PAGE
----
Foot Pain Fast Facts
- Your foot is a complex anatomical structure that may be affected by disease within your body or the foot itself.
- When foot pain starts to interfere with your normal day-to-day activities, it is time to seek medical treatment.
- The foot is composed of muscles and tendons, joints and bones, ligaments, nerves, skin, blood vessels, and soft tissue structures. Problems that affect any of the structures may result in foot pain.
- Foot pain treatment recommended will depend on the cause of the pain. Some of the most common treatment options include over-the-counter (OTC) medications, stretching, physiotherapy, strengthening, immobilisation, shockwave therapy, and surgery.
Common Causes of Foot Pain
Foot pain can be attributed to several causes including deformities, biomechanical conditions, diseases, improper footwear, and injuries. In addition, foot pain can also be caused by bacteria, fungi, viruses, and infectious diseases.
For instance, plantar warts which develop in the bottom of the foot are caused by a virus and can result in foot pain and irritation. Athlete ’s foot, which also causes foot irritation and pain, is attributed to fungus.
Ingrown toenails are another common cause of foot pain. Ingrown toenails occur when the nail’s edges grows through the skin and leads to infection and pain. If you have diabetes, you are more prone to developing infections since your immune system is compromised.
Deformities such as tarsal coalitions, bunions, calcaneal valgus, mallet toes, hammertoes, bones spurs, and claw toes may also result in foot pain. Biomechanical abnormalities like tendon and muscle laxity or tightness, high arched feet, and flatfeet may also result in imbalances, deformities, and foot pain.
Many systemic diseases such as lupus, gout, rheumatoid arthritis, and diabetes can also result in foot pain. Rheumatoid arthritis, a painful inflammation of the foot’s joints can also cause foot pain. When accompanied by alignment changes, foot deformities can also develop.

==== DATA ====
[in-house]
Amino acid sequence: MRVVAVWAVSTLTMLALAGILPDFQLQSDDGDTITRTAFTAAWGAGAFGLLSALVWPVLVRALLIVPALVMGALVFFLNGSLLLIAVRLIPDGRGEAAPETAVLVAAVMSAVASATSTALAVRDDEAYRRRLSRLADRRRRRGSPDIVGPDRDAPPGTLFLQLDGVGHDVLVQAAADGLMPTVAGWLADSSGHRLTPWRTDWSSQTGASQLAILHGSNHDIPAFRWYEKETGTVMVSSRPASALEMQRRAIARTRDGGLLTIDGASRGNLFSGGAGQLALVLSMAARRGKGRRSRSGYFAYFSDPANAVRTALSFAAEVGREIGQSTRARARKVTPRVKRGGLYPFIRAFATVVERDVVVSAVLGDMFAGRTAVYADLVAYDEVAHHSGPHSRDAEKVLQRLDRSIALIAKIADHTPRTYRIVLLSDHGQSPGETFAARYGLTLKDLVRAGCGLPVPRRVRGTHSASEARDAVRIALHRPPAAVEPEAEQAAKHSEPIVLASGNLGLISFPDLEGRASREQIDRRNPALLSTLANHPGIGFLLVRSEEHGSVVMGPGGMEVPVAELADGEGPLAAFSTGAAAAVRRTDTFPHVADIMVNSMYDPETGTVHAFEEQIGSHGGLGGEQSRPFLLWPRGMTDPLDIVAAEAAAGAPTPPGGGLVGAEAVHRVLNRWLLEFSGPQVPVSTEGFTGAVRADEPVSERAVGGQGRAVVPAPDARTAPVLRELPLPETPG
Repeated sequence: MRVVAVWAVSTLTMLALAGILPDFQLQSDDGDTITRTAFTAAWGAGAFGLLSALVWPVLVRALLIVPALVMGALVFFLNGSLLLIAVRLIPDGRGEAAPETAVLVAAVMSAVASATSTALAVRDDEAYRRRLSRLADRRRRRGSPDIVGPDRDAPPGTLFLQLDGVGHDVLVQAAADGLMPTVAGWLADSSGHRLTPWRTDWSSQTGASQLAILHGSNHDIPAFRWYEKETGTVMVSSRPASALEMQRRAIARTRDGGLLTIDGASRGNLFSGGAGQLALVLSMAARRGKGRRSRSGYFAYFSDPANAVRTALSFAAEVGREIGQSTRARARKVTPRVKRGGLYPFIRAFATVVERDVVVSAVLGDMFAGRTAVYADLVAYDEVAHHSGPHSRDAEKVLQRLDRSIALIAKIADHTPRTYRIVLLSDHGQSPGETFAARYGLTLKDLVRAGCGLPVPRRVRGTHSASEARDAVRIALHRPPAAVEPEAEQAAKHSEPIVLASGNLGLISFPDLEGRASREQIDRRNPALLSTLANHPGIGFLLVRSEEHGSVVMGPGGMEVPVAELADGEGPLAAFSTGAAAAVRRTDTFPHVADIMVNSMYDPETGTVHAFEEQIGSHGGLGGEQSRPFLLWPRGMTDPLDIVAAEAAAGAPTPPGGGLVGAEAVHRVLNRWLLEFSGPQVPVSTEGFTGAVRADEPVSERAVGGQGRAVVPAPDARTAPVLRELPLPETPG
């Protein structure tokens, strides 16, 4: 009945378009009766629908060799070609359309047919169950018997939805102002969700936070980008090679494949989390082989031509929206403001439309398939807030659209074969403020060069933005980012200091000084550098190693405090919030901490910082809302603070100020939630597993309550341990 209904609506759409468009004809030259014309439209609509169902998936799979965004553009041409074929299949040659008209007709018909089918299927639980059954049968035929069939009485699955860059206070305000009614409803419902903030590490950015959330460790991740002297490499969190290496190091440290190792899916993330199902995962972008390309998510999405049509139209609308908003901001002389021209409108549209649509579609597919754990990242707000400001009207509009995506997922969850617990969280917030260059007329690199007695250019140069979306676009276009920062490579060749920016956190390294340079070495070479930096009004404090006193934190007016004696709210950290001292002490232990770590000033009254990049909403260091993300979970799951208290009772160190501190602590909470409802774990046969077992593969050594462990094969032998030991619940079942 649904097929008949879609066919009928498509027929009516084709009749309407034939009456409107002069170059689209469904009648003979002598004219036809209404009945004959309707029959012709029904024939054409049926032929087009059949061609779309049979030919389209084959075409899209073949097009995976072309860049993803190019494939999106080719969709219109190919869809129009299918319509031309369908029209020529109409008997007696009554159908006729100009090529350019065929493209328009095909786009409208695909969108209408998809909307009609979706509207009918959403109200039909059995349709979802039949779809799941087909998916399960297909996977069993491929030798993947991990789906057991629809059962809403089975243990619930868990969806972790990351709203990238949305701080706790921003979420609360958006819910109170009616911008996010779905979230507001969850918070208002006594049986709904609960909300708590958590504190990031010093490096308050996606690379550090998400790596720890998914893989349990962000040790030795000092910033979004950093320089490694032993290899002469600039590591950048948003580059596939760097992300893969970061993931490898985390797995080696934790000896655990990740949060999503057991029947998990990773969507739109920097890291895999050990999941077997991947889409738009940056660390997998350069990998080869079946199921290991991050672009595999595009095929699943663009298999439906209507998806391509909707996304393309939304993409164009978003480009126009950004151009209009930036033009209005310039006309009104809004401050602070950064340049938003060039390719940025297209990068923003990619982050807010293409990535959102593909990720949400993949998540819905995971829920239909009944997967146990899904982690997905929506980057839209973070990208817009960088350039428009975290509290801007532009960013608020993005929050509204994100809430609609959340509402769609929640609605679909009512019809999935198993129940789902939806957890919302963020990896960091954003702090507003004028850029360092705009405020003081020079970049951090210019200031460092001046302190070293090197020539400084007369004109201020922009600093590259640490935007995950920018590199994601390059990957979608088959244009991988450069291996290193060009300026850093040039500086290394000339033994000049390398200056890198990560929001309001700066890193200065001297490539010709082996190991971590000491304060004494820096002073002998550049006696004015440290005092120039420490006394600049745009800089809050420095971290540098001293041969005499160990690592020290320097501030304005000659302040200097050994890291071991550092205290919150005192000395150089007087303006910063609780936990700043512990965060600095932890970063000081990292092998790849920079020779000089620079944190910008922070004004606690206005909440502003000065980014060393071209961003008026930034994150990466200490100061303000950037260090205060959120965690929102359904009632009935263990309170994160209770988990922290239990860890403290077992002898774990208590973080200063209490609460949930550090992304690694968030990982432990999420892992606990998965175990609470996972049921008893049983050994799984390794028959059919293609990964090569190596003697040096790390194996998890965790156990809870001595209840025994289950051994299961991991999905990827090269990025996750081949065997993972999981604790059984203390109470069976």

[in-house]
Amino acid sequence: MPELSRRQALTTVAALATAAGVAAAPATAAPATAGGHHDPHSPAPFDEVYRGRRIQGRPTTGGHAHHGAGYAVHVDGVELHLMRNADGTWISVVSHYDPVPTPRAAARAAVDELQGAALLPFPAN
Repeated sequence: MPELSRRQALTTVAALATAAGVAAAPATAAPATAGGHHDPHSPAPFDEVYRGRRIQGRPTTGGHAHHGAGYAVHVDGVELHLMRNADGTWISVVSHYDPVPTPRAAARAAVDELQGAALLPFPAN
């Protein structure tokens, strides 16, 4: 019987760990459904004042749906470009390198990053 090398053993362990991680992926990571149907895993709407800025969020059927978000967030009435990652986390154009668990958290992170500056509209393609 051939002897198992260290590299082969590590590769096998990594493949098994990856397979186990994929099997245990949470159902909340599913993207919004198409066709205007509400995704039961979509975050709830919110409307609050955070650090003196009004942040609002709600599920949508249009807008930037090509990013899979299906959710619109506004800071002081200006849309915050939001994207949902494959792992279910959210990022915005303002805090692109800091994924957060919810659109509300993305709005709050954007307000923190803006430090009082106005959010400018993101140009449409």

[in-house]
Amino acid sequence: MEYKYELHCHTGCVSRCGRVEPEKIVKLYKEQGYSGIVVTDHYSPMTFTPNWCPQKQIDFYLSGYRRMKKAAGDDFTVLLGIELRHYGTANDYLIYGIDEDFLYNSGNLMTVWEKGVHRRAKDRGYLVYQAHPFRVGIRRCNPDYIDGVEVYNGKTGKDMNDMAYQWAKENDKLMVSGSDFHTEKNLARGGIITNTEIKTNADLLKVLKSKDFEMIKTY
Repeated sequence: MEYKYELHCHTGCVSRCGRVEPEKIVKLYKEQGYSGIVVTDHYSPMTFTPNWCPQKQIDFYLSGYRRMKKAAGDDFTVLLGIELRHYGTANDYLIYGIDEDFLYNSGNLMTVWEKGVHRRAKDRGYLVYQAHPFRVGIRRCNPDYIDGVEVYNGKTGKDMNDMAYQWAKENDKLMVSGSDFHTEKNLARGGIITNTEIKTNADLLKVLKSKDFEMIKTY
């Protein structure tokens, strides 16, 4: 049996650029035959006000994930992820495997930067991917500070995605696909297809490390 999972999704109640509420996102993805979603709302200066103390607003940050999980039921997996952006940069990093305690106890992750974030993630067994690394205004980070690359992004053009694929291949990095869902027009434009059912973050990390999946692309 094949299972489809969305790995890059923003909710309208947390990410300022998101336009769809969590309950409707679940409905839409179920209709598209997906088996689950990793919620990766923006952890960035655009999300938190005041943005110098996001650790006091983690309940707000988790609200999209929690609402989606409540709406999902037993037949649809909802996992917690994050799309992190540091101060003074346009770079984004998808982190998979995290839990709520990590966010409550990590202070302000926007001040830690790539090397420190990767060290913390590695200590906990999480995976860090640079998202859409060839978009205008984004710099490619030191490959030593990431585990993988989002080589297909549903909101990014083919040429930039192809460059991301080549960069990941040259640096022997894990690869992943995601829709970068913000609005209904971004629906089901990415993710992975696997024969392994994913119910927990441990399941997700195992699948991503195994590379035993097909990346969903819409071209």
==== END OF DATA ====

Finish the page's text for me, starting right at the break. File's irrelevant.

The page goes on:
Trauma from cumulative repetitive injury or from an acute injury are also known to cause foot pain. A classic example would be Achilles tendinitis. Micro trauma injuries that are caused by running on hard or uneven surfaces and wearing ill-fitting footwear can also result in foot pain.
Also, wearing high heels or shoes that are too tight can also cause forefoot pain. Ill-fitting and non-sport specific shoes that are used for cycling or running can also often result in foot pain.
In addition, poor-fitting footwear can also cause bruising and blisters. Possible long-term effects of wearing ill-fitting footwear include calluses, corns, bunions, toe misalignment, and nerve and joint irritation.
Injuries like bruises, fractures, and muscle and ligament strains often occur suddenly. Fractures, sprains, and strains may also be the result of a single (or several) stresses to the foot. Repetitive over-stressing of the foot structures may also cause tendonitis, stress fractures, acute and chronic osteoarthritis, and plantar fasciitis.
When the fascia and muscles of the foot are strained by overloading, overuse, and over-stretching, it can result in injury and foot pain. Achilles tendonitis is a common injury of the foot. A common cause of heel pain, plantar fasciitis is caused by micro-trauma to a large ligament known as the plantar fascia.
Any injury to the joints and bones of the foot caused by a single blow or repetitive trauma can also lead to stress fracture and foot pain. A blunt-force injury may sometimes result in contusions and foot pain. However, in severe cases, it might cause damage to the foot’s ligaments and muscles.
While not all foot pain is a cause for worry, seeking medical treatment is recommended when the condition starts to interfere with your normal activities. It is also important to keep in mind that delayed treatment of severe foot pain may also result in disability, chronic pain, and other complications.